As a woman, in charge of housing and growing a baby, it’s easy to feel guilty—as if you did something wrong to cause the miscarriage, no matter how many doctors tell you that’s not the case. Sometimes it’s easier to make ourselves the enemy, to blame ourselves, than it is to accept support and care.
To take care of myself, the first thing I felt I needed was to accept that this was real. For me, that meant sharing something that still feels so taboo. Throughout the anxiety and excitement of early pregnancy, and throughout the pain and confusion of miscarriage, we’re taught to be quiet, to stay silent, to fear words like infertile and barren and the stigmas they carry. It’s 2020—why can’t we leave those fears in the past? As I spoke about following my previous miscarriage, going through something as devastating as losing a baby in silence and having to pretend that we are okay when we just can’t be can be debilitating. It adds trauma on top of trauma. Reaching out to a support system is vital to our mental health and well-being.
Women bear a lot in silence when it comes to motherhood.
After my miscarriage I reached out to my community on Instagram and asked women whether they felt pressure to be silent throughout their fertility struggles. I heard from thousands of women, all of whom just wanted a chance to share their stories. There were women who had never told their husbands, afraid they’d be labeled as infertile. Women who couldn’t stand to be around friends having babies. Women who survived sexual assault only to face the complicated grief of losing a pregnancy born from trauma. Women who felt society would blame them for choosing to prioritize a career over a family—for missing their peak fertility years or for putting too much stress on their body. Women who didn’t know how to tell their families, afraid of being a disappointment. The list goes on, but the common thread is that women bear a lot in silence when it comes to motherhood.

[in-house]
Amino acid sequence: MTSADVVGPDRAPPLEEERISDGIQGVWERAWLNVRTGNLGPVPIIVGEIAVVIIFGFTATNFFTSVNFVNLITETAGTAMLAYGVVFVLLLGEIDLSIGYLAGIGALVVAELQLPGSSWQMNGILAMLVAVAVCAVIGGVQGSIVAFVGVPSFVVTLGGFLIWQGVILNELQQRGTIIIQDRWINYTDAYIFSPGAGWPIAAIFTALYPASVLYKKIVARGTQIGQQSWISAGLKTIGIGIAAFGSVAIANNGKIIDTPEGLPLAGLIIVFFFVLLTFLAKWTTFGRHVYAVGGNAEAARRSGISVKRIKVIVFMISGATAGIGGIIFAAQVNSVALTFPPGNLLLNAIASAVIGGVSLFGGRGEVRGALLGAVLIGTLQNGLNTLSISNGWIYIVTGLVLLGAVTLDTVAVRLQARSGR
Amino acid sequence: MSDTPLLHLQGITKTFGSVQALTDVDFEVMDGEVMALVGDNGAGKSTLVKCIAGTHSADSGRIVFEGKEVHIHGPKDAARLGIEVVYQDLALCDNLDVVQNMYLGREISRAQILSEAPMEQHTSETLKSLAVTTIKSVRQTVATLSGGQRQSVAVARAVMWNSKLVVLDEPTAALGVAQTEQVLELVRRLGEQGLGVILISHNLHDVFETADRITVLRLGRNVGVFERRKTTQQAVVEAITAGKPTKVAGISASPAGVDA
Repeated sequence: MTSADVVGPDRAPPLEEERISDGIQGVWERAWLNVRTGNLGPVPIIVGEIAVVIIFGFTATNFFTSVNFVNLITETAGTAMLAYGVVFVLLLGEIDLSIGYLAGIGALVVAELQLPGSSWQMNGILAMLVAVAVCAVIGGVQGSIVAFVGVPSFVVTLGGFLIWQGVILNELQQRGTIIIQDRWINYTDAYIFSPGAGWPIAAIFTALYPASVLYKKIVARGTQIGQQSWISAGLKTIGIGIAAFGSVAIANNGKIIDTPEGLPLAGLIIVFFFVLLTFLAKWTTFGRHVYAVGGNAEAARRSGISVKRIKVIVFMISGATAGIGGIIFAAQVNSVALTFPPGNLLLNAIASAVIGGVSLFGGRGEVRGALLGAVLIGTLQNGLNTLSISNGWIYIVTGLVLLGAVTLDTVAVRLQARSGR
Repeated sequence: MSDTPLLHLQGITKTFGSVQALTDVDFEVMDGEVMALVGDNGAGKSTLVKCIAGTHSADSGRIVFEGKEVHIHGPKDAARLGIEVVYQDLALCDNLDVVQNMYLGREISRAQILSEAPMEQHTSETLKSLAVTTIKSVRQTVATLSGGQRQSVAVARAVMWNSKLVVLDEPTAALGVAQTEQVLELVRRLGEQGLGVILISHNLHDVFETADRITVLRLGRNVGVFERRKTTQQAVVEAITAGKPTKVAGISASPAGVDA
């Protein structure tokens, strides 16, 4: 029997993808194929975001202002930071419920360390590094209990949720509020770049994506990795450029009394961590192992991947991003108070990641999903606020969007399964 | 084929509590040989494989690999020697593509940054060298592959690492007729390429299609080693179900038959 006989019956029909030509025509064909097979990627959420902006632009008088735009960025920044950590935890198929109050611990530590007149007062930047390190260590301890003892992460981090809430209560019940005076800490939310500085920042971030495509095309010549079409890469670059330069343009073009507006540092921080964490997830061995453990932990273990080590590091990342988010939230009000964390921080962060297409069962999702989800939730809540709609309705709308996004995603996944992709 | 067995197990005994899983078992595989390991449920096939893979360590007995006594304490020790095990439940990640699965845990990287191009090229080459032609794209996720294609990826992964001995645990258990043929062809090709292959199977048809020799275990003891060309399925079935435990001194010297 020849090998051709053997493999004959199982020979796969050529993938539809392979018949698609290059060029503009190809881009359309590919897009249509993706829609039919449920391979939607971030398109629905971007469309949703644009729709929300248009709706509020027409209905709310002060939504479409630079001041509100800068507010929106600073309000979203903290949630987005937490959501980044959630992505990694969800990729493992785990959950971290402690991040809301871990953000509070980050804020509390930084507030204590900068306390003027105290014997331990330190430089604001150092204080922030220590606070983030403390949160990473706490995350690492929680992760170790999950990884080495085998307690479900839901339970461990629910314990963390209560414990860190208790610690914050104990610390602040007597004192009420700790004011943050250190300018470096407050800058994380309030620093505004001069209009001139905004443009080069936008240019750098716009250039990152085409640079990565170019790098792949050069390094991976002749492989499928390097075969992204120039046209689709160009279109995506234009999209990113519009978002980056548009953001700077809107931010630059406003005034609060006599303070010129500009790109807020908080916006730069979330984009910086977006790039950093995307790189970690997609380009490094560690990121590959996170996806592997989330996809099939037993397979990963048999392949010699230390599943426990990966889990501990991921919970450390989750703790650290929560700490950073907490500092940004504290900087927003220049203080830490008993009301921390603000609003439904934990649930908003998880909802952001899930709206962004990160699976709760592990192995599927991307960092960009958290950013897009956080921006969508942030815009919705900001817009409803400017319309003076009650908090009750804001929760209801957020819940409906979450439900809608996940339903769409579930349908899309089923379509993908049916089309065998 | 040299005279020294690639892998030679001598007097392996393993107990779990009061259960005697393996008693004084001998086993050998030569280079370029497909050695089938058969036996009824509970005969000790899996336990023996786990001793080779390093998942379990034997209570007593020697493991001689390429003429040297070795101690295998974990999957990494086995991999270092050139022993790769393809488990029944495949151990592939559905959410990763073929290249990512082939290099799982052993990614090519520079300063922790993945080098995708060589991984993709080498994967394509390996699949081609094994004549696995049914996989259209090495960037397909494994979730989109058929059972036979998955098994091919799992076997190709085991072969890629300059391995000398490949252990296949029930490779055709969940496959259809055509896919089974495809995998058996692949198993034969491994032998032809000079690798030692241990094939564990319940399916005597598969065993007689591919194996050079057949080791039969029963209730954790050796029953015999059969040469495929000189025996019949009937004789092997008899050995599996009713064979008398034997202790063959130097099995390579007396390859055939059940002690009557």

We are a group that has been taught to be closed, and I have decided that I don’t want to be. In opening up, not only do I want to heal myself through sharing my story, but I also want to show others that there is another path—one of openness. When you let reality in, it can be difficult to swallow, but once you do, you have something tangible to work with. Even when it is so painful and you feel like you have hit the bottom of the ocean, you can touch it, feel it, and then press off it to propel you back up into more shallow waters. Sharing not only let me come to terms with what was real, but it also allowed me to connect with such healing support from so many women wanting to talk about their own miscarriages. We processed our losses together, realized we are not alone, and put this whole experience in the context of a life that is not always benevolent.
This is your journey, your baby—you are the mother. You are the one suffering, so you get to make the rules. Ask yourself how you need to process. Maybe it’s very publicly, as I’ve chosen to do, or maybe it’s in a much more private way. Both are valid. However you process, do it with no shame and remember that you are not alone.
Originally Appeared on Glamour